Parables of Jesus


Parables of love

The lost coin

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The lost coin

From the Gospel of Luke Chapter 15, Verses 8-10

Which woman, if she has ten coins and loses one, does not light the lamp and sweeps the house and searches carefully until she finds it? And after finding it, she calls her friends and neighbors, saying: Rejoice with me, because I have found the coin I had lost. So, I tell you, there is joy before the angels of God for a single sinner who is converted".

Luke’s parabole - exegesis

The Gospel according to Luke places this parable between that of the lost sheep and that of the prodigal son; all three are inserted in the context of the confrontation between Jesus on one side and the Pharisees and Doctors of the law on the other, who murmured because He welcomed sinners and ate with them, that is, he did not drive them away and did not marginalize them as instead Pharisees and Doctors they did and imposed to do, but shared with them even the most convivial moments like meals; in a single word he allowed them, who more than once had praised for morally more correct behaviors than those of the same masters of the temple, to listen to him and be "readmitted" to the community.

Jesus is talking about himself and his mission to people who in the Jewish community were kept at a safe distance because they were considered to be far from the law (tax collectors, sinners, prostitutes, etc.). These people therefore never had the opportunity to confront themselves with a "rabbi" on religious subjects; Jesus, on the other hand, is not only available for comparison, but shares his table with them.

The proud Pharisees could not understand how Jesus could show himself so full of benevolence towards them. The teaching that Jesus wants to express with this parable is addressed directly to them and to their personal experience, demonstrating the groundlessness of their murmurs. The parable of the lost drama is conceived with the same purpose as the previous one, that is, to demonstrate the joy that comes from uniting the animal (sheep), the object (drama) or the person (prodigal son) who has separated - more or less voluntarily - from the whole, from the community, from the whole to which it must instead remain tied, so that its being one has a meaning through its sense of belonging to that whole.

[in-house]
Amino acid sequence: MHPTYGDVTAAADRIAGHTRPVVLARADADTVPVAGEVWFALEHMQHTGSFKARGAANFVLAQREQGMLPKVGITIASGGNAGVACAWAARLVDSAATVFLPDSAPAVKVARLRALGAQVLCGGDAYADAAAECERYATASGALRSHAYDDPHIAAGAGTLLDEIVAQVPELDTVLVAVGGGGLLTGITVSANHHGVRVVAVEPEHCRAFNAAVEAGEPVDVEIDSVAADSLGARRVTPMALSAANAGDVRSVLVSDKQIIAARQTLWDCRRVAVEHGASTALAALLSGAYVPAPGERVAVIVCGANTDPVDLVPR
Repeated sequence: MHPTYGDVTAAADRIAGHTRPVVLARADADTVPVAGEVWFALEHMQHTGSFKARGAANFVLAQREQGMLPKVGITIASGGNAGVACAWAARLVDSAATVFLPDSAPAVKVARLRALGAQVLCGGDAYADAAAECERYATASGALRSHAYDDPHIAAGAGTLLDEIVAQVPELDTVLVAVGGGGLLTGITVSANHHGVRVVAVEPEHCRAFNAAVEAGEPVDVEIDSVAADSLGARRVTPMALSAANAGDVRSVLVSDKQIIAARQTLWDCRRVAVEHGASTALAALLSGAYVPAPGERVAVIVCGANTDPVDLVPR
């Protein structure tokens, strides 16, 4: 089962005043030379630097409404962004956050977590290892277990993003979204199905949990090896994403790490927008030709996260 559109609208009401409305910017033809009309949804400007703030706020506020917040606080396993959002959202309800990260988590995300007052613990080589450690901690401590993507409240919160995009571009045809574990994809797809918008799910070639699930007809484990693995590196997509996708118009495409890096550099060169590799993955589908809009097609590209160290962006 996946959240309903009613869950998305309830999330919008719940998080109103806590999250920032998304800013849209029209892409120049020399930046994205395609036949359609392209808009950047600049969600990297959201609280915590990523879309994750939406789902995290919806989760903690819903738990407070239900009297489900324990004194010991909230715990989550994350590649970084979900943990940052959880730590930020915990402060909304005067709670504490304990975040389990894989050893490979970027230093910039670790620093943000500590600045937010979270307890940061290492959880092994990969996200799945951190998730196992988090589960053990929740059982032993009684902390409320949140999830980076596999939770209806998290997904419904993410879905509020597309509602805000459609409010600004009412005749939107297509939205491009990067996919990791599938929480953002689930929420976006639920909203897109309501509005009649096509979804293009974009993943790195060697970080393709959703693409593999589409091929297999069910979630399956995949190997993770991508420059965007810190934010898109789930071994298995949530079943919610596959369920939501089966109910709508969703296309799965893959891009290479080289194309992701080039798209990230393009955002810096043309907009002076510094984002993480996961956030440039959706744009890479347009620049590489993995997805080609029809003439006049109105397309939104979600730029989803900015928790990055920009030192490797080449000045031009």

For the woman in the parable, the ten coins represent a precious whole, they are her treasure: to have lost even one of them was therefore a great harm to her, and this explains why she is so busy to find it. And how do you find it, to bring it back into that whole to which it belongs? He lights the lamp and sweeps the house, that is, he brings the light back to where before there was "darkness" and sweeps, cleans, drives away "dirt" from his home: he already seems to see Jesus in action when, "entered the temple, he began to hunt those who did business, telling them "My house will be a house of prayer. You, on the other hand, have made it a cave of thieves!".
[Lk 19,45-46]

The Pharisees and the scribes felt offended, because Jesus had asked them to think like a shepherd, in the parable preceding this one, and invited them now to imagine themselves as a woman, an even greater insult: the shepherds were considered unclean and women worthy of little consideration and even less of respect. A drama or drachma was a Greek silver coin roughly equivalent to a denarius, the Roman coin corresponding to a daily payday for an unskilled worker.

This woman sets to work to "bring her back to the light" and does not stop until she realizes this goal by reuniting her with the other nine, because it is precious, it has enormous value for her who has only ten coins. That is why, when she finds it and rejoins the others; she also calls his friends and neighbors to enter her home, to rejoice in her treasure, which is now complete again: "Thus, I say to you, there is joy before the angels of God for a single sinner who repents".

The great joy concludes this parable, just as the parable of the lost and found sheep concluded with it; and Jesus goes further, comparing this joy as that which occurs in heaven when a lost soul is saved. The parable is even more surprising, and scandalous for the Pharisees and Doctors of the law, because moreover it presents a woman as a metaphor for the saving work of God, something that does not happen in any other parable.

How could the Pharisees and the scribes understand the joy of a humble woman of an insignificant village, tried for the discovery of something of little importance to them? How could they even imagine the joy of God in heaven for the eternal salvation of a sinner? This is why the emphasis of the parable falls on the heavenly joy for the repentance of a sinner, this is why Jesus does not reject sinners, but lets them approach him, talk to them, eat with them, share his joy with them by expressing the celebration in advance divine that it will be up to the sinner who repents.

Heaven gets excited when a sinner is found! It is a glorious day in which a lost person is saved by the grace of the Lord God: the angels, Jesus, God Himself rejoice because the sinner was forever torn from the slavery of sin and the devil!